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Volume 33, Nº 4, July and August 2020


DOI: https://doi.org/10.36660/ijcs.20200081


Challenges in Pharmacological Management of Cardiovascular Diseases in Covid-19: do Benefits Outweigh Risks?

Samuel de Sousa Pedro

Fernanda Carla Ferreira de Brito

Christianne Bretas Vieira Scaramello

Dr. Christianne Bretas Vieira Scaramello

Figure 2 – Schematic representation of the renin-angiotensin-aldosterone system in two different situations: in the absence and in the presence of pharmacological interventions using angiotensin-converting enzyme inhibitors (ACEIs) and angiotensin II AT1 receptor blockers (ARBs). For each situation there is a highlighted axis (red) and a faded axis (blue). Angiotensinogen is produced in the liver as a renin (enzyme secreted by the kidney) substrate and generates angiotensin I (ANG I), an inactive peptide. Through the action of angiotensin-converting enzyme (ACE), ANG I is converted into angiotensin II (ANG II), which determines its effects by binding to its receptors AT1 (AT1R) and AT2 (AT2R). The action of angiotensin-converting enzyme 2 (ACE2) on ANG II leads to the production of angiotensin 1-7 (ANG 1-7), which determines various effects by binding to Mas receptors (MASR). Also, ACE2 is able to bind to S protein in the virion, favoring cell invasion by the new coronavirus.13,14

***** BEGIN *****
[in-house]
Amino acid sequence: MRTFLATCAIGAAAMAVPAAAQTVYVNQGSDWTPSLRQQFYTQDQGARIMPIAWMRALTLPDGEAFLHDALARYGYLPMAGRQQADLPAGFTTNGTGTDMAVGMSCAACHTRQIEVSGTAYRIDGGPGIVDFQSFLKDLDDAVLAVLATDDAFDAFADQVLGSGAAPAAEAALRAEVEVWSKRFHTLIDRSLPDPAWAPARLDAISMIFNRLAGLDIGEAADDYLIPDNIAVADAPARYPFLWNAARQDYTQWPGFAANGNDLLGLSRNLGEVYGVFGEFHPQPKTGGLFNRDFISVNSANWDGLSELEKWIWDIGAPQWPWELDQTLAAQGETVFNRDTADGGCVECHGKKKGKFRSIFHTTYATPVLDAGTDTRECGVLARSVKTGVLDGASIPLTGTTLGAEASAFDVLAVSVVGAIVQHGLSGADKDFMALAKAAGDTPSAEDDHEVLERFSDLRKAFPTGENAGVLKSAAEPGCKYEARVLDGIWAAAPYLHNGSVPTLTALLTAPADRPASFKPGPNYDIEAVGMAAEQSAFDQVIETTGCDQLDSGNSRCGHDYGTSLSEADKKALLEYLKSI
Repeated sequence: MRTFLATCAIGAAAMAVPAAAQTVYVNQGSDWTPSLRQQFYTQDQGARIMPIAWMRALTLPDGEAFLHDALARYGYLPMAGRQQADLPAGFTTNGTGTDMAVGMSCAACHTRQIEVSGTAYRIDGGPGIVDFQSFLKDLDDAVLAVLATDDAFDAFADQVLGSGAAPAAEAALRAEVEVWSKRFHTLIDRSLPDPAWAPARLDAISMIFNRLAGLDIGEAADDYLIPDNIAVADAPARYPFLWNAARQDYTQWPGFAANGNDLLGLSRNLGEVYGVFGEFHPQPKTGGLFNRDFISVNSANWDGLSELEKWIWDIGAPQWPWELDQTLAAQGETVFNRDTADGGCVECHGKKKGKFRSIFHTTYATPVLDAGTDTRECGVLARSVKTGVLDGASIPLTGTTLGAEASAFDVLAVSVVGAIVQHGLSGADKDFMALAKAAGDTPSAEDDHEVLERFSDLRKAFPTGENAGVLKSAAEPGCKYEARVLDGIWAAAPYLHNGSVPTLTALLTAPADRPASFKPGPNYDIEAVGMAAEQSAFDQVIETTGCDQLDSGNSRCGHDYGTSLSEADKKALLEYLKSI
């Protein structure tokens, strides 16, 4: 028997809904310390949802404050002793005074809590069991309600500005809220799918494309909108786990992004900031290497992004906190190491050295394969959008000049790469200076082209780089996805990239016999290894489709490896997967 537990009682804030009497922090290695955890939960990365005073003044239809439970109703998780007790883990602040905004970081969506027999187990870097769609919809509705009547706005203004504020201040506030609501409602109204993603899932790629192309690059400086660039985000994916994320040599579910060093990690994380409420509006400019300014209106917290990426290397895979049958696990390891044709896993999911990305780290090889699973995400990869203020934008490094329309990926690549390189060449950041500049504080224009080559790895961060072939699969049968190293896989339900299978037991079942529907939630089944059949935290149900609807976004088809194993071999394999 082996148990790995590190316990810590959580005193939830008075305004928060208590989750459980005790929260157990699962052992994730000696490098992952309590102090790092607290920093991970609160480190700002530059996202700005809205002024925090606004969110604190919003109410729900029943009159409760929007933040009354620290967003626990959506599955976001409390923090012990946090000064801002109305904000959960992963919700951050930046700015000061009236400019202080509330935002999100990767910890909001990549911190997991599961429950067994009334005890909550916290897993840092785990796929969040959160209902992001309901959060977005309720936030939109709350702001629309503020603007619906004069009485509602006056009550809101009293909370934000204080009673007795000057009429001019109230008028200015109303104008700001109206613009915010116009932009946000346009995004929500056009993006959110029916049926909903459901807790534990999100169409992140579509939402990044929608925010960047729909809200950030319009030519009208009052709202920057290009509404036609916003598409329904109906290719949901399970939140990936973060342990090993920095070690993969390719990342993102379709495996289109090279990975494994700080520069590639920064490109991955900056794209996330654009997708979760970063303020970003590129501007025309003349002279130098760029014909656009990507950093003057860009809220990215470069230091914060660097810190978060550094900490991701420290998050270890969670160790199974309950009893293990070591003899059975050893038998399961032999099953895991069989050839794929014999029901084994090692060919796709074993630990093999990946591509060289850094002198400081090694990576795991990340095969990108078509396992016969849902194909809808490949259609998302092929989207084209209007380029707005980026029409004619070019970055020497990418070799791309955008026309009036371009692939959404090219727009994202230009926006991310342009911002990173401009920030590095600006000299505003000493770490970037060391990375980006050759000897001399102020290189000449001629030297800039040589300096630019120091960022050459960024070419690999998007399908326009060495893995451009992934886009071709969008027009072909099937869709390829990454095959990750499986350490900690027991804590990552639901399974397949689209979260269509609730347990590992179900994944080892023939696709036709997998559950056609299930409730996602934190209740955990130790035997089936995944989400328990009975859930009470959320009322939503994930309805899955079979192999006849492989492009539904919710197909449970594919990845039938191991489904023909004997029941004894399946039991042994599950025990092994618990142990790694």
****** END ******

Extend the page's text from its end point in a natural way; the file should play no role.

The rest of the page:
Cardiovascular diseases (CVD) are the main cause not only of global mortality but also of reduced quality of life. They cover ischemic heart disease, stroke, heart failure, peripheral artery disease, and various other heart and vascular conditions. In 2017, CVDs caused about 17.8 million deaths worldwide, corresponding to 330 million years of life lost and another 35.6 million years of life with disabilities. Almost 80% of deaths occur in lowand middle-income countries, such as Brazil, where the occurrence of CVDs and their risk factors are on the rise as a result of an ongoing epidemiological transition.1 In low-income countries CVDs greatly affect working-age populations, and the total economic loss resulting from this group of diseases is high, representing 2% of Gross Domestic Product. In addition, the disability caused by CVDs has economic consequences at multiple levels: individual, family, economic agents, public institutions, government, and society as a whole.2

Keywords: Cardiovascular Diseases/mortality; Coronavirus/ complications; COVID-19/complications; Pandemics; SARS Severe Acute Respiratory Syndrome; Dyspnea; Fever; Anticoagulants.